She's gone! - BMW Luxury Touring Community
 
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post #1 of 8 Old Aug 12th, 2006, 7:12 pm Thread Starter
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Unhappy She's gone!

I was wanting to upgrade my ride but the last thing I considered was that somebody would want my roadster before I found a replacement. Today her new owner rode her away and I wasn't ready for this feeling of melancholy.

Sandy
Temporary tourist in the lower 48 states
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post #2 of 8 Old Aug 12th, 2006, 7:37 pm
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Ouch. I feel your pain. Never easy to say goodbye to a cherished bike, and that must go double when you can't go for a ride to ease your pain. But, if it is any consolation, you now can focus completely on the search for your new ride. Good luck.

Bill
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'99 Canyon Red K1200 LT - Buddah Bike
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post #3 of 8 Old Aug 13th, 2006, 12:55 am
 
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I had the opposite effect happen in April when my boat was being pulled away by its new owner. I was jumping for joy and mixing a martini. Goodbye and good riddance ya money pit!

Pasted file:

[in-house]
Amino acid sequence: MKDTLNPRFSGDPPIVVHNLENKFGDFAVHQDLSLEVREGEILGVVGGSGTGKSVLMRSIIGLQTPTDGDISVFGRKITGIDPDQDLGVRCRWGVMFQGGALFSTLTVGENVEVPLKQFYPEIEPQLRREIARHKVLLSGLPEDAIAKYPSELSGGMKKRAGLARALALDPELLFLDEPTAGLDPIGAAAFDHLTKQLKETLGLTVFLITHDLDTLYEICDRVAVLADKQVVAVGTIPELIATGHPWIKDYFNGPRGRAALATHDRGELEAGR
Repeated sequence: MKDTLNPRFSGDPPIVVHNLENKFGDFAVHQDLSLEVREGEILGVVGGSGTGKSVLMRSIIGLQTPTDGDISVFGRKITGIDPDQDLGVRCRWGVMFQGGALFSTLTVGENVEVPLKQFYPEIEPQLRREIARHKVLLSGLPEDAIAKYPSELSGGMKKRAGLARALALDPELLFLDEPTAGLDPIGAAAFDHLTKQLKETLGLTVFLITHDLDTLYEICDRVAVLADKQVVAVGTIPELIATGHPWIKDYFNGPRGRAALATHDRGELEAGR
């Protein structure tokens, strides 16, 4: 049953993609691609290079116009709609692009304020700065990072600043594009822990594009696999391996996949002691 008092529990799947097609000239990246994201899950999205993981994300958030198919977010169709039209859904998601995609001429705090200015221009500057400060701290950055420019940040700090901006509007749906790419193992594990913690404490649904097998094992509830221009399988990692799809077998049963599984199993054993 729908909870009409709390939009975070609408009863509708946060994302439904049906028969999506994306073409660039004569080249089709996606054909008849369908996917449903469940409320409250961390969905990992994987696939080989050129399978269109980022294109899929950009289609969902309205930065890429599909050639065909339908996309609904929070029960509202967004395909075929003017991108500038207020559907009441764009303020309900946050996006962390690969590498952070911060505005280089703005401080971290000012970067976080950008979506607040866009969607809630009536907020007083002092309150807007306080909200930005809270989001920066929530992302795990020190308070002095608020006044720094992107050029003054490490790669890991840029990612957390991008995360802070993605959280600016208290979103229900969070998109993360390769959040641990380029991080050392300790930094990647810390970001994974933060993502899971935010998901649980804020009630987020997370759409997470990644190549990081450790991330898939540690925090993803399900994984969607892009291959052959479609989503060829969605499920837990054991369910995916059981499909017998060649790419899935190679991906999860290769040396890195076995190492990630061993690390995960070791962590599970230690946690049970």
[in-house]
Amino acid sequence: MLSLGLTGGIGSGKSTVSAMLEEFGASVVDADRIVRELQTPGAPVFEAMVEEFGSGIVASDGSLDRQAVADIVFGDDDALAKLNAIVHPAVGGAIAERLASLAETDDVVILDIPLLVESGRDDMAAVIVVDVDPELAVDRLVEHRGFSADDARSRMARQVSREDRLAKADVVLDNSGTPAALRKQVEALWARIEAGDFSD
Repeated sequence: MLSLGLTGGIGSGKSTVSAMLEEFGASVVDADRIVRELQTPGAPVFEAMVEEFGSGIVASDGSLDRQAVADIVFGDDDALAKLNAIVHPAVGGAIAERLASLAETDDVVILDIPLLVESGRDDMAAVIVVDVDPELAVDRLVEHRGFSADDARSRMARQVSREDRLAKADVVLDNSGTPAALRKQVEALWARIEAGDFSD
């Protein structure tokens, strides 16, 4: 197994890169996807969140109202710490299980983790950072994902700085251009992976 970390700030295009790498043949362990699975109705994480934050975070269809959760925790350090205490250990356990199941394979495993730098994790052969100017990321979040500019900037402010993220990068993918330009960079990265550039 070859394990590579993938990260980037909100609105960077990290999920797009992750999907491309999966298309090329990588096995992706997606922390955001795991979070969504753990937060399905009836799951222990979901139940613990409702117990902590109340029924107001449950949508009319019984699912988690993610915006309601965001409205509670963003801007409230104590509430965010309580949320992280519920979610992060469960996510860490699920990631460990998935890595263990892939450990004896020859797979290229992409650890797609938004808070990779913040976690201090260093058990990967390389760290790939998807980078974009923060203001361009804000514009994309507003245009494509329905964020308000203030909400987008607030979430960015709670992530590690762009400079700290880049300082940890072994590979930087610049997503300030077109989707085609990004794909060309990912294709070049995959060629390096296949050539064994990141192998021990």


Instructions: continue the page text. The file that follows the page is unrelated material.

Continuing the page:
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post #4 of 8 Old Aug 13th, 2006, 7:29 am
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Originally Posted by Sofitel505
I had the opposite effect happen in April when my boat was being pulled away by its new owner. I was jumping for joy and mixing a martini. Goodbye and good riddance ya money pit!
The 2 happiest days in a boat owners life: The day he buys it and the day he sells it. And yes I speak from experience.

"Lately it occurs to me, what a long strange trip it's been." Jerry Garcia
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post #5 of 8 Old Aug 13th, 2006, 7:34 am
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Quote:
Originally Posted by Mr_Sandman
I was wanting to upgrade my ride but the last thing I considered was that somebody would want my roadster before I found a replacement. Today her new owner rode her away and I wasn't ready for this feeling of melancholy.
Sorry for your loss. I stopped buy an old friends house yesterday to show him my new LT and he had just sold his R1150. He is 75 and said he had just returned from a ride to Wisconsin and it "Kicked his ass". He knew it was time to hang up the helmet. I could tell it was killing him. Well, at least i got 30 more years of riding left. God willing.

"Lately it occurs to me, what a long strange trip it's been." Jerry Garcia
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post #6 of 8 Old Aug 13th, 2006, 7:54 am
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Twinge!

I know the feeling - it's almost jealousy. Whilst I've been seeing my traded-in 03 GT on the dealer's floor for a while (me riding my new LT) it was "still my bike". Last Sunday breakfast ride, there was some total stranger riding my first love! I wanted to tell him to take it easy, but I remembered that it wasn't mine anymore. Yep it's hard, but you'll get over it with the new model!

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Allen
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post #7 of 8 Old Sep 16th, 2006, 7:08 pm Thread Starter
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Originally Posted by Mr_Sandman